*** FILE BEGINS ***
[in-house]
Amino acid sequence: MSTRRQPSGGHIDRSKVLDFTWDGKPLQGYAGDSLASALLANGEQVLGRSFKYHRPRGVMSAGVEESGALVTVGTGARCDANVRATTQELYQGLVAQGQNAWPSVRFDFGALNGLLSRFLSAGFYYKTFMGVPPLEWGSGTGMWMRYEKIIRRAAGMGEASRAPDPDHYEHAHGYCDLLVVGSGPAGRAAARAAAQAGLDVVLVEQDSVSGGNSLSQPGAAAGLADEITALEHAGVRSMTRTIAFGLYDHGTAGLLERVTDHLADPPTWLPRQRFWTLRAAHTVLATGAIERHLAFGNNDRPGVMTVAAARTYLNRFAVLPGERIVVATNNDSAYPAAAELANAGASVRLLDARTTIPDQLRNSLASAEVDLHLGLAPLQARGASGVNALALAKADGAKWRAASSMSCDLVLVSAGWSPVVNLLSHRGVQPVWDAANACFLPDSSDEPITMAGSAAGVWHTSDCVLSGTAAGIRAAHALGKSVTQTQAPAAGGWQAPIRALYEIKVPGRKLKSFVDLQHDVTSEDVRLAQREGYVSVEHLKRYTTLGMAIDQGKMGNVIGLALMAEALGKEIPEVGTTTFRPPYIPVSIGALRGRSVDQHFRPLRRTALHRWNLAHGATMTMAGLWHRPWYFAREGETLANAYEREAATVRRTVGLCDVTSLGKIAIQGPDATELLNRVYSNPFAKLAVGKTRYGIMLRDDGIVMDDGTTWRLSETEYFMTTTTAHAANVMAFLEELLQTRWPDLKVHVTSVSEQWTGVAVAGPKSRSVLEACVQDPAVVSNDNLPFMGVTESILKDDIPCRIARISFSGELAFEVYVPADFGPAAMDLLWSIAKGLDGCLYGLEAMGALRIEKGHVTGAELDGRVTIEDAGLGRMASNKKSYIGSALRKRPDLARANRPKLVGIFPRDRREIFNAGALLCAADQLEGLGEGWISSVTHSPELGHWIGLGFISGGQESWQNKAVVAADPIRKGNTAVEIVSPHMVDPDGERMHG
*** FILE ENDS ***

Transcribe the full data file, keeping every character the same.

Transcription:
[in-house]
Amino acid sequence: MSTRRQPSGGHIDRSKVLDFTWDGKPLQGYAGDSLASALLANGEQVLGRSFKYHRPRGVMSAGVEESGALVTVGTGARCDANVRATTQELYQGLVAQGQNAWPSVRFDFGALNGLLSRFLSAGFYYKTFMGVPPLEWGSGTGMWMRYEKIIRRAAGMGEASRAPDPDHYEHAHGYCDLLVVGSGPAGRAAARAAAQAGLDVVLVEQDSVSGGNSLSQPGAAAGLADEITALEHAGVRSMTRTIAFGLYDHGTAGLLERVTDHLADPPTWLPRQRFWTLRAAHTVLATGAIERHLAFGNNDRPGVMTVAAARTYLNRFAVLPGERIVVATNNDSAYPAAAELANAGASVRLLDARTTIPDQLRNSLASAEVDLHLGLAPLQARGASGVNALALAKADGAKWRAASSMSCDLVLVSAGWSPVVNLLSHRGVQPVWDAANACFLPDSSDEPITMAGSAAGVWHTSDCVLSGTAAGIRAAHALGKSVTQTQAPAAGGWQAPIRALYEIKVPGRKLKSFVDLQHDVTSEDVRLAQREGYVSVEHLKRYTTLGMAIDQGKMGNVIGLALMAEALGKEIPEVGTTTFRPPYIPVSIGALRGRSVDQHFRPLRRTALHRWNLAHGATMTMAGLWHRPWYFAREGETLANAYEREAATVRRTVGLCDVTSLGKIAIQGPDATELLNRVYSNPFAKLAVGKTRYGIMLRDDGIVMDDGTTWRLSETEYFMTTTTAHAANVMAFLEELLQTRWPDLKVHVTSVSEQWTGVAVAGPKSRSVLEACVQDPAVVSNDNLPFMGVTESILKDDIPCRIARISFSGELAFEVYVPADFGPAAMDLLWSIAKGLDGCLYGLEAMGALRIEKGHVTGAELDGRVTIEDAGLGRMASNKKSYIGSALRKRPDLARANRPKLVGIFPRDRREIFNAGALLCAADQLEGLGEGWISSVTHSPELGHWIGLGFISGGQESWQNKAVVAADPIRKGNTAVEIVSPHMVDPDGERMHG